OPINION: LICH players should act fast to prevent deterioration
The way things are now, with lawsuits and counter-suits, only a miracle can prevent SUNY from closing Long Island College Hospital on May 22. And if the past can ever serve as a guide, it could be vacant for months, maybe even a year or so, before a solution is reached.
What will happen for that period of time? You will have a few large vacant buildings in Cobble Hill and a lot of smaller vacant buildings. Just the sight of these buildings will bring a depressing dynamic to the neighborhood. Without even meaning to do so, neighbors will start walking down different streets to avoid the former LICH buildings.
Yes, the buildings will be heavily guarded – at first. But if buildings aren’t used on a day-to-day basis, things will inevitably start to go wrong. If a leak takes place in one of the sinks or from the roof, without constant monitoring, it could take weeks for it to be discovered. In the meantime, lots of damage could take place.
The same thing could happen with electrical fires. And don’t even talk about mold or vermin and rodent infestation. Eventually, mischief-makers could start breaking windows and writing graffiti on the walls, making the buildings a blight on the entire area.
There are plenty of examples of what happens when buildings or other physical structures aren’t used for a substantial period of time. Several structures were saved from the 1964-65 World’s Fair in Flushing Meadows. One of these, the United States Pavilion, soon fell into disrepair and became unusable. It was torn down in 1977, a mere 12 years after it had last been used.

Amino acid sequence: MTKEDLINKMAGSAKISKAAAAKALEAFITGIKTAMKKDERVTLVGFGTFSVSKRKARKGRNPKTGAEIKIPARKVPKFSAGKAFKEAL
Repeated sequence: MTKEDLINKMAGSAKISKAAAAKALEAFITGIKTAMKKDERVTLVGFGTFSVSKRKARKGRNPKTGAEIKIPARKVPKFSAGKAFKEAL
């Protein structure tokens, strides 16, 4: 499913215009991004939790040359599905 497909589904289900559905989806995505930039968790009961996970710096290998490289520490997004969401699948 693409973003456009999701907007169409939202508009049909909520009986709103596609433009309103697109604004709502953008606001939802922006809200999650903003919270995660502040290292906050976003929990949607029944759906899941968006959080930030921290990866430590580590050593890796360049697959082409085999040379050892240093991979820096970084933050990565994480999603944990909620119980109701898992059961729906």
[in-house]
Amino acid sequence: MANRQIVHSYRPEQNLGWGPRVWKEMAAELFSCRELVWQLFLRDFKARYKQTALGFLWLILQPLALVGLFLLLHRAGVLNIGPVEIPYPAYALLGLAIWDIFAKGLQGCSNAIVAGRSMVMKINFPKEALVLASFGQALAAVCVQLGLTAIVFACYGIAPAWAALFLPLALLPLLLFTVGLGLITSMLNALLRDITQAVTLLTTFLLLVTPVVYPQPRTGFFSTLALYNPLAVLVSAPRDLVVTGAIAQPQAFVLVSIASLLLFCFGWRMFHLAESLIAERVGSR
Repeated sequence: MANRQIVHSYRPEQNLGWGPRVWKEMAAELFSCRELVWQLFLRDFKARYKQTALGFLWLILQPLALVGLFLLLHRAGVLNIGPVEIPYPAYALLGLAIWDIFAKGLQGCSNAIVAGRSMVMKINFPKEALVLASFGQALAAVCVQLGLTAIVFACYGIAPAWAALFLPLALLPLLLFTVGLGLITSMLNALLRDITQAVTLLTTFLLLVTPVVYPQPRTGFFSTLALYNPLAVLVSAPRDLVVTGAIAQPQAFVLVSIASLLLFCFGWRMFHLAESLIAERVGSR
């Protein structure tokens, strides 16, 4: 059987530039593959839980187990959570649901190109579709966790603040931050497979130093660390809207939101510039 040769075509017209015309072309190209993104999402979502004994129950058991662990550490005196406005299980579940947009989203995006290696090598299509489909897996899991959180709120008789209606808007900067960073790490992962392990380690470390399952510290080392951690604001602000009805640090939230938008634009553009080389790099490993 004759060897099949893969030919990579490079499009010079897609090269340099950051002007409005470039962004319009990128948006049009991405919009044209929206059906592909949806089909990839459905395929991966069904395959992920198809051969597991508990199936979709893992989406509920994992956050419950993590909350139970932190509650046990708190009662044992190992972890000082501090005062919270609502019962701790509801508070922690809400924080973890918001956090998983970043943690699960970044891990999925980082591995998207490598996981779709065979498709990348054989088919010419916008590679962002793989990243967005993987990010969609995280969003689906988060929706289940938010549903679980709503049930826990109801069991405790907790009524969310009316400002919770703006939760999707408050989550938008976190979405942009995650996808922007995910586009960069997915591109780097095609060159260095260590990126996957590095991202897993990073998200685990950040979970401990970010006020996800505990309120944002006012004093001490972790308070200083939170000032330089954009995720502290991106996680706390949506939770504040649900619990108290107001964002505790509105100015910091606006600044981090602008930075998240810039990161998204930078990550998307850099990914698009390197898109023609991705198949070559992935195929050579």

While no one suggests that LICH will go vacant for that long, even a year without use of some type could result in substantial problems. The longer the buildings are vacant and unused, the more it could cost to renovate them, making developers think twice about purchasing the property if a solution isn’t found as soon as possible.
Another example is that of the old New York, Westchester and Boston Railroad, a branch of the New Haven that went bankrupt in the late 1930s. Year after year, politicians debated various schemes to save the railroad, all without success. In the meantime, grass grew on the roadbed, stations started crumbling and the rails started rusting. Eventually, only a small portion in the Bronx was saved, and the rest was scrapped during World War II.
Also, let us remember that lots of valuable medical equipment is inside LICH – X-ray machines, EKG machines, various testing machines and so forth. Without proper maintenance, these important medical devices could become damaged or inoperable.
For all of these reasons, we hope that the various parties to the conflict put aside their combativeness and their inclination to resort to lawsuits at the drop of a hat, and come to a solution as soon as possible. Otherwise, they are depriving the neighborhood and surrounding areas of a valuable resource.
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